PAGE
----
Wednesday, June 9, 2010

A Tribute to Dr.V.Sunderrajan

Remarkable Journey of a Remarkable Person

Dr. Sundararajan – ‘Pichai’ to all of us is no more! When I got the news from Narasimhan, his brother-in-law, two days ago, I couldn’t believe it! Because he was with me just a couple of weeks ago, transiting through Chennai after business trip to Sudan

I first met Pichai when I visited Ayyampettai at the age of 14. He was three years younger to me and looked a typical village boy. Wearing a dhoti and a half slack with a small tuft on his head!

He was quite playful and I enjoyed the couple of hours I spent in his company. The years passed by. Against several odds he went on to complete his M.Sc Statistics from the Indian Statistical Institute in Calcutta and got a job with the Planning Commission in Delhi. While there, he met Mr. Rangarajan, the former governor of RBI and Andhra Pradesh. With Mr.Rangarajan’s mentorship and encouragement, Pichai applied to Harvard. He got admitted to Harvard with a fellowship, for a doctorate degree in Econometrics (a relatively new field then).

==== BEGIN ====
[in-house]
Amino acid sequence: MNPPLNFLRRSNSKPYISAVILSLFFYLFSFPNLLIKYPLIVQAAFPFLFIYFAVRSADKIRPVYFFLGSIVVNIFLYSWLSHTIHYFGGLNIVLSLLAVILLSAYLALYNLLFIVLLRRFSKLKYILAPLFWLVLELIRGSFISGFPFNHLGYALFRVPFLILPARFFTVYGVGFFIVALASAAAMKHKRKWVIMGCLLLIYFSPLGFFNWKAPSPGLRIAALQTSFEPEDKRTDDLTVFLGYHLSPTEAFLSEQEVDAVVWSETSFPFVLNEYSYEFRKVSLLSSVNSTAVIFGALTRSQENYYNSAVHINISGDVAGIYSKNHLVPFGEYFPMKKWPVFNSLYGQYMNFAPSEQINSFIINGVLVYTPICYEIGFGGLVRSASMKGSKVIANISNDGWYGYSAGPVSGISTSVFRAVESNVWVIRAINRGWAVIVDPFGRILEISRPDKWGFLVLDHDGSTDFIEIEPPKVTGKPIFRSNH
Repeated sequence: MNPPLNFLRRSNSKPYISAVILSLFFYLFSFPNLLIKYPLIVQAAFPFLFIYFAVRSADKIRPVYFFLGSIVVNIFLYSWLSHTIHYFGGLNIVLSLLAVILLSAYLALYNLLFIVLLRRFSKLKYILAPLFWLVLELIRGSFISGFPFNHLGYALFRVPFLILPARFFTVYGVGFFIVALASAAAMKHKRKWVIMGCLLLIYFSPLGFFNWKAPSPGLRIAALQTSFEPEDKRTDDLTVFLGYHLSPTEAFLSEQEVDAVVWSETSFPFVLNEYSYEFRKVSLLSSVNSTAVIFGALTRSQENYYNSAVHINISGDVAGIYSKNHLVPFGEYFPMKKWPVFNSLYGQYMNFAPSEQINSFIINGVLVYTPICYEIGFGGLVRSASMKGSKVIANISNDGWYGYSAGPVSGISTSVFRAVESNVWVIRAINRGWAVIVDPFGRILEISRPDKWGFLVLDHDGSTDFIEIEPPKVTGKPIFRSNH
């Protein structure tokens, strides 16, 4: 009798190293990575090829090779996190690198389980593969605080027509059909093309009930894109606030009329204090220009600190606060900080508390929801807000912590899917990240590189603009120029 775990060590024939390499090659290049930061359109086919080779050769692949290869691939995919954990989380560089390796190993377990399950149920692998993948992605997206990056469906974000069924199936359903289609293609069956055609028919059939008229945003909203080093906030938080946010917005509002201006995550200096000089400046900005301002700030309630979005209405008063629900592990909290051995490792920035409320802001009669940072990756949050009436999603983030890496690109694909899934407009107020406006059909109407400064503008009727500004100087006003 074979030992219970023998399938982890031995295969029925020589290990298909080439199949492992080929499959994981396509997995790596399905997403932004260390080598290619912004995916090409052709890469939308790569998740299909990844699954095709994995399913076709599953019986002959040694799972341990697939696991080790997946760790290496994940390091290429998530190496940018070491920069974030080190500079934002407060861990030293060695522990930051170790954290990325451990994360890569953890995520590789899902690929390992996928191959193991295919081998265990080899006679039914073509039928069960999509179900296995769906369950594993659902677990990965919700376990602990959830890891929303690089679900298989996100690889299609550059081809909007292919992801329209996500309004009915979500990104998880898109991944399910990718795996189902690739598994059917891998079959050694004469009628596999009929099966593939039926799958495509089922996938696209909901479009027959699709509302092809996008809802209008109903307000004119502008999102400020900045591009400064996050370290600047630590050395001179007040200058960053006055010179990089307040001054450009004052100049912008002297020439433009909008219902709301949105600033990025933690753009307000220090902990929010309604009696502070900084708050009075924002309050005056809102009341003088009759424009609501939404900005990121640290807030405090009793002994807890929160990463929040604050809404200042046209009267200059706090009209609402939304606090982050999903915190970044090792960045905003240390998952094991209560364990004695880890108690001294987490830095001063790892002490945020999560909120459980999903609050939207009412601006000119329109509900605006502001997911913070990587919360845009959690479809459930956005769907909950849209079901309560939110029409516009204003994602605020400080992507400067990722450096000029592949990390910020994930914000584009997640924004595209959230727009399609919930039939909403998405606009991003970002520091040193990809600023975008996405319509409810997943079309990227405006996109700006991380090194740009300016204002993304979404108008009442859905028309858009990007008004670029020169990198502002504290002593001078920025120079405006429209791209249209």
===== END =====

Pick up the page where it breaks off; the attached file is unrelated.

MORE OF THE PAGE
The next time I met him was in Bombay, from where he was flying to USA for further studies. His father, Venkata (periappa to us), had asked us to extend whatever help he wanted. I took him to my tailor in Bombay and got a mandatory suit stitched and got him some foreign exchange (which was a very rare commodity those days) for his out of pocket expenses until he reached his campus. I still have the photograph of Pichai with me and my father taken at the Santacruz airport where we had gone to see him off.